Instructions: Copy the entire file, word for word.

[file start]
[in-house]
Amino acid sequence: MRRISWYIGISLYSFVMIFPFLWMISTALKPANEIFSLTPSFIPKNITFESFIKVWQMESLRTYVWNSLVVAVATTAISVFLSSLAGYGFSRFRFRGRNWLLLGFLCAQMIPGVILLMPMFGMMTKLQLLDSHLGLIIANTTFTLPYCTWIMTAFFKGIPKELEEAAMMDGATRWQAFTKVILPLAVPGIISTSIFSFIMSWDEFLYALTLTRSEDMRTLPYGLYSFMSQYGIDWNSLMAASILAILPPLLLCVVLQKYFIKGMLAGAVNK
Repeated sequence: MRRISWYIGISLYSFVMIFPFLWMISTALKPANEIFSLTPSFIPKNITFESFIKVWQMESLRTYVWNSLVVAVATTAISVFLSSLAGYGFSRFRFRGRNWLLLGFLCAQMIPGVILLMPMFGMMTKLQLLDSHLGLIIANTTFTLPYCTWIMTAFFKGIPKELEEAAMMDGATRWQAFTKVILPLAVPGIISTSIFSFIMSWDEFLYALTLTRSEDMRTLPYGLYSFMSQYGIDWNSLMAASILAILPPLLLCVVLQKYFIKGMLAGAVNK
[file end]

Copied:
[in-house]
Amino acid sequence: MRRISWYIGISLYSFVMIFPFLWMISTALKPANEIFSLTPSFIPKNITFESFIKVWQMESLRTYVWNSLVVAVATTAISVFLSSLAGYGFSRFRFRGRNWLLLGFLCAQMIPGVILLMPMFGMMTKLQLLDSHLGLIIANTTFTLPYCTWIMTAFFKGIPKELEEAAMMDGATRWQAFTKVILPLAVPGIISTSIFSFIMSWDEFLYALTLTRSEDMRTLPYGLYSFMSQYGIDWNSLMAASILAILPPLLLCVVLQKYFIKGMLAGAVNK
Repeated sequence: MRRISWYIGISLYSFVMIFPFLWMISTALKPANEIFSLTPSFIPKNITFESFIKVWQMESLRTYVWNSLVVAVATTAISVFLSSLAGYGFSRFRFRGRNWLLLGFLCAQMIPGVILLMPMFGMMTKLQLLDSHLGLIIANTTFTLPYCTWIMTAFFKGIPKELEEAAMMDGATRWQAFTKVILPLAVPGIISTSIFSFIMSWDEFLYALTLTRSEDMRTLPYGLYSFMSQYGIDWNSLMAASILAILPPLLLCVVLQKYFIKGMLAGAVNK